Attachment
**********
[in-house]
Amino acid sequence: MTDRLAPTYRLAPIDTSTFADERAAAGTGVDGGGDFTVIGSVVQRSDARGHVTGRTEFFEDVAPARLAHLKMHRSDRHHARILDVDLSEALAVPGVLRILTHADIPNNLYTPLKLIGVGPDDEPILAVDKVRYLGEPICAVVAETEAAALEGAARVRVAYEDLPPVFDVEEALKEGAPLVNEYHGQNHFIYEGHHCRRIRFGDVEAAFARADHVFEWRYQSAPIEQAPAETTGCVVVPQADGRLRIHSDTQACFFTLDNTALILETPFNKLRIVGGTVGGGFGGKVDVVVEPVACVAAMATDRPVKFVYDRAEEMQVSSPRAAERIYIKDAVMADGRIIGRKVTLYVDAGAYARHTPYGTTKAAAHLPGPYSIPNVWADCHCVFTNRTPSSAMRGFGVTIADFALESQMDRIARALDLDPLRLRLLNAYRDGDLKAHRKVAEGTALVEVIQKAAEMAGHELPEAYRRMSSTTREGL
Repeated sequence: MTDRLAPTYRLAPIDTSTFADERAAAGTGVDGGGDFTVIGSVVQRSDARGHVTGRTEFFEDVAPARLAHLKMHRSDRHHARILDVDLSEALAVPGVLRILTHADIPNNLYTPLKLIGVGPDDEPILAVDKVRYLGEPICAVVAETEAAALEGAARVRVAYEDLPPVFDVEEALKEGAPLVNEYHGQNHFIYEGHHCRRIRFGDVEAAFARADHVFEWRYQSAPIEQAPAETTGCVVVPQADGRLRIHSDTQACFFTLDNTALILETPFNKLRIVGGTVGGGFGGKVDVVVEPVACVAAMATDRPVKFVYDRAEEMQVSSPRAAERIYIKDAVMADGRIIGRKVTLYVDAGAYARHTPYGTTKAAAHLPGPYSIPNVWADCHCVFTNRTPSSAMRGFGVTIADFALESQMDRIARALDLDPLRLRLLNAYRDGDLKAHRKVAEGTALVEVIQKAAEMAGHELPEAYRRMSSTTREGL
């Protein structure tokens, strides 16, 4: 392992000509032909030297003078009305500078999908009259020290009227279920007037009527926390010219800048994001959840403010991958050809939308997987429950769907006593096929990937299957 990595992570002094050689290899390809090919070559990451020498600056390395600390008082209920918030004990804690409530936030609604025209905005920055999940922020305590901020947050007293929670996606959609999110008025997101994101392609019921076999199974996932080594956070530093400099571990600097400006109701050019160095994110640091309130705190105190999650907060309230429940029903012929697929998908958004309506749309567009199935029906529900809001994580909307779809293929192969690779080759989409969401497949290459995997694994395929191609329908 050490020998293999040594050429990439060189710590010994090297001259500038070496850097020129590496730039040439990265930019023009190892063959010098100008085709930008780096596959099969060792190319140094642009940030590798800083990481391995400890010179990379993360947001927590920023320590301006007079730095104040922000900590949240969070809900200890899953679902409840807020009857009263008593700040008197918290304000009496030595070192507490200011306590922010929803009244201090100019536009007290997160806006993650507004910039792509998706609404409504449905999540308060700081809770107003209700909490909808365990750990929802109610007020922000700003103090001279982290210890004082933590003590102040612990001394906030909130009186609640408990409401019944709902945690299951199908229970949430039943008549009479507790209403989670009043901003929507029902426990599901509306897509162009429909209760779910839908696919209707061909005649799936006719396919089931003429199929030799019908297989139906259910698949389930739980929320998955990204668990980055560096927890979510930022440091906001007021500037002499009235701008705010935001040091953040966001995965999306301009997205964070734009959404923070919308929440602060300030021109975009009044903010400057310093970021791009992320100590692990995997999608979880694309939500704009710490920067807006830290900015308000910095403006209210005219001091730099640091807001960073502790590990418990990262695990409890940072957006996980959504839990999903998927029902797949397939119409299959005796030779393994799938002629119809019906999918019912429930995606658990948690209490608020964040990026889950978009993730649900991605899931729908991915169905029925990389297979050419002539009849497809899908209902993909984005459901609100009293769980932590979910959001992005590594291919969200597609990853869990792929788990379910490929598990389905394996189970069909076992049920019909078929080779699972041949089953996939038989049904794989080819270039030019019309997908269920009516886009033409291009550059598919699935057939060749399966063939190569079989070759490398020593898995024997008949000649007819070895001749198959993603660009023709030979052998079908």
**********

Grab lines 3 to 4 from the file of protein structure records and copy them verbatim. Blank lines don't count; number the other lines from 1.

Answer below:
Repeated sequence: MTDRLAPTYRLAPIDTSTFADERAAAGTGVDGGGDFTVIGSVVQRSDARGHVTGRTEFFEDVAPARLAHLKMHRSDRHHARILDVDLSEALAVPGVLRILTHADIPNNLYTPLKLIGVGPDDEPILAVDKVRYLGEPICAVVAETEAAALEGAARVRVAYEDLPPVFDVEEALKEGAPLVNEYHGQNHFIYEGHHCRRIRFGDVEAAFARADHVFEWRYQSAPIEQAPAETTGCVVVPQADGRLRIHSDTQACFFTLDNTALILETPFNKLRIVGGTVGGGFGGKVDVVVEPVACVAAMATDRPVKFVYDRAEEMQVSSPRAAERIYIKDAVMADGRIIGRKVTLYVDAGAYARHTPYGTTKAAAHLPGPYSIPNVWADCHCVFTNRTPSSAMRGFGVTIADFALESQMDRIARALDLDPLRLRLLNAYRDGDLKAHRKVAEGTALVEVIQKAAEMAGHELPEAYRRMSSTTREGL
């Protein structure tokens, strides 16, 4: 392992000509032909030297003078009305500078999908009259020290009227279920007037009527926390010219800048994001959840403010991958050809939308997987429950769907006593096929990937299957 990595992570002094050689290899390809090919070559990451020498600056390395600390008082209920918030004990804690409530936030609604025209905005920055999940922020305590901020947050007293929670996606959609999110008025997101994101392609019921076999199974996932080594956070530093400099571990600097400006109701050019160095994110640091309130705190105190999650907060309230429940029903012929697929998908958004309506749309567009199935029906529900809001994580909307779809293929192969690779080759989409969401497949290459995997694994395929191609329908 050490020998293999040594050429990439060189710590010994090297001259500038070496850097020129590496730039040439990265930019023009190892063959010098100008085709930008780096596959099969060792190319140094642009940030590798800083990481391995400890010179990379993360947001927590920023320590301006007079730095104040922000900590949240969070809900200890899953679902409840807020009857009263008593700040008197918290304000009496030595070192507490200011306590922010929803009244201090100019536009007290997160806006993650507004910039792509998706609404409504449905999540308060700081809770107003209700909490909808365990750990929802109610007020922000700003103090001279982290210890004082933590003590102040612990001394906030909130009186609640408990409401019944709902945690299951199908229970949430039943008549009479507790209403989670009043901003929507029902426990599901509306897509162009429909209760779910839908696919209707061909005649799936006719396919089931003429199929030799019908297989139906259910698949389930739980929320998955990204668990980055560096927890979510930022440091906001007021500037002499009235701008705010935001040091953040966001995965999306301009997205964070734009959404923070919308929440602060300030021109975009009044903010400057310093970021791009992320100590692990995997999608979880694309939500704009710490920067807006830290900015308000910095403006209210005219001091730099640091807001960073502790590990418990990262695990409890940072957006996980959504839990999903998927029902797949397939119409299959005796030779393994799938002629119809019906999918019912429930995606658990948690209490608020964040990026889950978009993730649900991605899931729908991915169905029925990389297979050419002539009849497809899908209902993909984005459901609100009293769980932590979910959001992005590594291919969200597609990853869990792929788990379910490929598990389905394996189970069909076992049920019909078929080779699972041949089953996939038989049904794989080819270039030019019309997908269920009516886009033409291009550059598919699935057939060749399966063939190569079989070759490398020593898995024997008949000649007819070895001749198959993603660009023709030979052998079908």